Future Age - July/August 2010 - (Page 32)
Top Ten Elements of a Well-Run Nursing Home
by John Capasso
ursing homes have been part of the American health care system since the early twentieth century. Many originated as congregate homes or homes for widows of deceased ministers. Today there are approximately 16,000 skilled nursing facilities providing services to seniors. Legislative, reimbursement, clinical, labor and competitive issues combine to make the job of a nursing home adminis-
trator one of the most challenging and stressful occupations imaginable. There are full-time consultants and entire books and lengthy seminars and conferences devoted to this topic. Is there a quick way to “take the temperature” of your nursing home? Based on my experience … I have identified 10 critical elements that are found in virtually all well-run nursing homes. Listed below (not in priority order) are the “top ten” most important elements.
Establish Distinct Service Lines
Skilled nursing facilities should follow the lead of acute care hospitals by establishing distinct service lines. The services most frequently provided in nursing homes are short-stay rehabilitation, memory support for seniors with Alzheimer’s disease or significant cognitive impairment, and chronic care. The geographic demarcation of these services within the facility, as well as the ability to devote specific staff to these service lines, is important to optimize quality and resident satisfaction. Staff members who are engaged with familiar residents on a daily basis are best positioned to provide ideal care. Subtle changes in resident status can be observed by staff members within this model. Promoting and advertising these services to the community is much more effective when the services in the building are geographically distinct. Hospital discharge planners, physicians and their office staff, community ministers and others who frequent the home will much more readily advocate for the services that a home can provide if they understand the distinction of services.
Optimize Resource Utilization Groups
ties of daily living and therapy services. Often, homes do not receive the reimbursement they are due because of inadequate documentation of services provided and the failure to provide the services that residents require. Staff member education is always the first step to optimize this process, followed by weekly Medicare meetings, during which everyone involved with resident care is included to discuss resident status, changes in condition and expectation for discharge. On Oct. 1, 2010, MDS 3.0 will replace MDS 2.0. This change will modify reimbursement within most resource utilization group categories. Changes in the look-back period, concurrent therapy and extensive service categories will all be impacted by MDS 3.0. All caregivers and administrative staff should be educated about the change in this process.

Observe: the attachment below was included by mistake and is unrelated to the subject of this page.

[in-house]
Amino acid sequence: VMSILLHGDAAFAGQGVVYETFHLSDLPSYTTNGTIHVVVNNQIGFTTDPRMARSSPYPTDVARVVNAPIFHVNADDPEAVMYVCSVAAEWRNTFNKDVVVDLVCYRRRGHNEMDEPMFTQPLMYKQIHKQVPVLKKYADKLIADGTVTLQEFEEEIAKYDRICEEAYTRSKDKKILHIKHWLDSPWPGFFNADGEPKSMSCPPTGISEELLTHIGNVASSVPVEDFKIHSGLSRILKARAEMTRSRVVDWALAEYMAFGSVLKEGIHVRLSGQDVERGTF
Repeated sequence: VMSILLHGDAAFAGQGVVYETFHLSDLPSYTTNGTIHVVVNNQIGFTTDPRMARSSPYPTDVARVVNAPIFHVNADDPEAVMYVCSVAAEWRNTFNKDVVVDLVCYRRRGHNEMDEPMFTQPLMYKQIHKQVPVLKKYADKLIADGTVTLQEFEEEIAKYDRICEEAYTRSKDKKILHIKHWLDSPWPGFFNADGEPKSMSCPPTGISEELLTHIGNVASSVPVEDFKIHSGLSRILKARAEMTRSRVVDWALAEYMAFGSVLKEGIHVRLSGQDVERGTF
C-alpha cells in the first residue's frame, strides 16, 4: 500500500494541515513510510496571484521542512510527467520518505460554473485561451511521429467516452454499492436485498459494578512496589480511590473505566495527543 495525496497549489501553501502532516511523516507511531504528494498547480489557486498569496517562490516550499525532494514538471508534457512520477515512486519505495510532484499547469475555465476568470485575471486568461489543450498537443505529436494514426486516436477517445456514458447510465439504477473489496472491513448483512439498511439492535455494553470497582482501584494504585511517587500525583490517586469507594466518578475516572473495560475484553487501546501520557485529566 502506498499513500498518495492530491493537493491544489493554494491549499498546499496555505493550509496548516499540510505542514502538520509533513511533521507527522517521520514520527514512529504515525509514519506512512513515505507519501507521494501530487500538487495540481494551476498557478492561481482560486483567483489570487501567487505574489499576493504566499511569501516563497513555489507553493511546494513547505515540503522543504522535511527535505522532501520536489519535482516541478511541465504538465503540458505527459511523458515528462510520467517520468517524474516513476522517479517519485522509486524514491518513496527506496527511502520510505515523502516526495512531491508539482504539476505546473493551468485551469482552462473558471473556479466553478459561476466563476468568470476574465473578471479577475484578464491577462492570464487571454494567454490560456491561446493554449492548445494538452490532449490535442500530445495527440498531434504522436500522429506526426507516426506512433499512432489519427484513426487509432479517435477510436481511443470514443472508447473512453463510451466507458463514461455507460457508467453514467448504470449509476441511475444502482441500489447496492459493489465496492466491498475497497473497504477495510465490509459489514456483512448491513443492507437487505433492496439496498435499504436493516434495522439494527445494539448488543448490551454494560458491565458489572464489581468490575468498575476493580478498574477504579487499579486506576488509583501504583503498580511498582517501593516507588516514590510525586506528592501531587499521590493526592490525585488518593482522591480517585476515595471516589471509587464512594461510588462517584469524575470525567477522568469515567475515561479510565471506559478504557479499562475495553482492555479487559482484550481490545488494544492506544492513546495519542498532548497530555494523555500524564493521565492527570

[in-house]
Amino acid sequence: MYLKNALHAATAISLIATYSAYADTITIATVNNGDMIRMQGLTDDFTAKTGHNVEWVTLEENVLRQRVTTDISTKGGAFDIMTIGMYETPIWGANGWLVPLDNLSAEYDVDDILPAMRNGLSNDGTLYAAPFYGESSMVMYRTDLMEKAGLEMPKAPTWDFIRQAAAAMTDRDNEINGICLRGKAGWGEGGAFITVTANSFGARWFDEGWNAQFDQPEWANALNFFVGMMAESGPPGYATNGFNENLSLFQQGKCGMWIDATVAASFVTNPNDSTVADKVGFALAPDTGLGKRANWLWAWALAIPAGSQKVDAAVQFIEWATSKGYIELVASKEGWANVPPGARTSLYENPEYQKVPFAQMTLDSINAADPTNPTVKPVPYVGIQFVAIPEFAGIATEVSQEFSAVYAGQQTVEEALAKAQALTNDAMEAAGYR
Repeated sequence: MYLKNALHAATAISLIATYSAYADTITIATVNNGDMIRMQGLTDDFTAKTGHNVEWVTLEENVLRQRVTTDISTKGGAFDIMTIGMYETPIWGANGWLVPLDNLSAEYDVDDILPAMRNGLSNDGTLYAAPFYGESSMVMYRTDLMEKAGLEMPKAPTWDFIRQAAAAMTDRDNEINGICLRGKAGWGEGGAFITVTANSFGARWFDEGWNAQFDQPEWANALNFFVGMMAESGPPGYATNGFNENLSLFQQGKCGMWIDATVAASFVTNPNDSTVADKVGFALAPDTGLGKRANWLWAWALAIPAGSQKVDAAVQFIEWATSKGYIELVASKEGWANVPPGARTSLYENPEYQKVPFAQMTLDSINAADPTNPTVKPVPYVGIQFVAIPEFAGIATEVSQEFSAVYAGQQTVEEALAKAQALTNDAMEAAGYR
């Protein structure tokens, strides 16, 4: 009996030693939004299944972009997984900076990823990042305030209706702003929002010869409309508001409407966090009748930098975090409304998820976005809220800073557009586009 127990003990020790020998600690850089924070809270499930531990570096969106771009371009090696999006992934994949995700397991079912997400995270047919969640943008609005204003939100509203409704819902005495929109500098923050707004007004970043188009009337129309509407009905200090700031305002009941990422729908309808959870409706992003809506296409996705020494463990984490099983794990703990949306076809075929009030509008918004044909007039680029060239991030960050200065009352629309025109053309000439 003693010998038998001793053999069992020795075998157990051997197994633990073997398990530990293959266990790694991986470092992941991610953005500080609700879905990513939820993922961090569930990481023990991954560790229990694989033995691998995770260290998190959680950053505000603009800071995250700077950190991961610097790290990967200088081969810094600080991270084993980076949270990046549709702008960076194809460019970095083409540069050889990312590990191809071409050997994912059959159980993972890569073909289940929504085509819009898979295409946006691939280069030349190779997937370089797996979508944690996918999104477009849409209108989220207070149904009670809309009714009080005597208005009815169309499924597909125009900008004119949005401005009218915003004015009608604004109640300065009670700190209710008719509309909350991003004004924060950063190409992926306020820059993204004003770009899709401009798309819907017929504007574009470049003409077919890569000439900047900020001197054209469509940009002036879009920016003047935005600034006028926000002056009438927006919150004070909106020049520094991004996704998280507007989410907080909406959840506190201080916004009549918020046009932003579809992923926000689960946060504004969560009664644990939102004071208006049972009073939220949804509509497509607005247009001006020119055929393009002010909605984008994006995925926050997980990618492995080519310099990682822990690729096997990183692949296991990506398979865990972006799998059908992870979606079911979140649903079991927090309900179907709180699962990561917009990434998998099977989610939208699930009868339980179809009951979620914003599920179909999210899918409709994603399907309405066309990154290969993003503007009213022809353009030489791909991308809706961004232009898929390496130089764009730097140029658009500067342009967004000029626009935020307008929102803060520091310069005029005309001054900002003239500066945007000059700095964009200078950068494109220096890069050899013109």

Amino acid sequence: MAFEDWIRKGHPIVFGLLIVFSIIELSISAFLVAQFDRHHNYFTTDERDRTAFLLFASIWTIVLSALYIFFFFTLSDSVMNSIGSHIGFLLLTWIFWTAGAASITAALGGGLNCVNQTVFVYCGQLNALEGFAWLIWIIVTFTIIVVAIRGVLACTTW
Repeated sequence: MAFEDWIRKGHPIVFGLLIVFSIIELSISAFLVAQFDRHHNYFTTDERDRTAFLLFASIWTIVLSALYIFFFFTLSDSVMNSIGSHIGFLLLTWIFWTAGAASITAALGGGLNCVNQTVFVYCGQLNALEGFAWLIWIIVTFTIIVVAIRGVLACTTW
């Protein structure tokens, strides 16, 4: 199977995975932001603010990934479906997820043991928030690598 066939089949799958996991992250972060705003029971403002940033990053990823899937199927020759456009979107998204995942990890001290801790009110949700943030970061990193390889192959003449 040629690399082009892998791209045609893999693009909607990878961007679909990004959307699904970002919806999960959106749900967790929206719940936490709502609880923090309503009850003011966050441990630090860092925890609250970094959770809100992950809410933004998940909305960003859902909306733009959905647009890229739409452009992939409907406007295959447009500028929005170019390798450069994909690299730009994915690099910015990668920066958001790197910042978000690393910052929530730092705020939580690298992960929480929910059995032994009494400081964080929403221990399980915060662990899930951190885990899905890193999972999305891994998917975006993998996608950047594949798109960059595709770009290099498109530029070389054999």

Hire a Strong Admissions Coordinator
Accurate resident documentation and completion of the minimum data set (MDS) is critical to correct reimbursement for residents eligible for Medicare and Medicaid reimbursement. The two key elements within this process are documentation and accurate recording of activifutureAge | July/August 2010
The admissions coordinator is the individual in your organization who has the greatest ability to impact admissions. Ideally, a successful admissions coordinator has sales experience, is personable and has the ability to cultivate strong professional relationships. Hospital discharge planners are a key group with whom the admissions coordinator should develop strong relationships. A goal of making the discharge planners’ life easy by notifying them within 30 minutes if the home will admit the resident is one important tactic. A strong relationship with key referring physicians is another important relationship which can significantly increase census.
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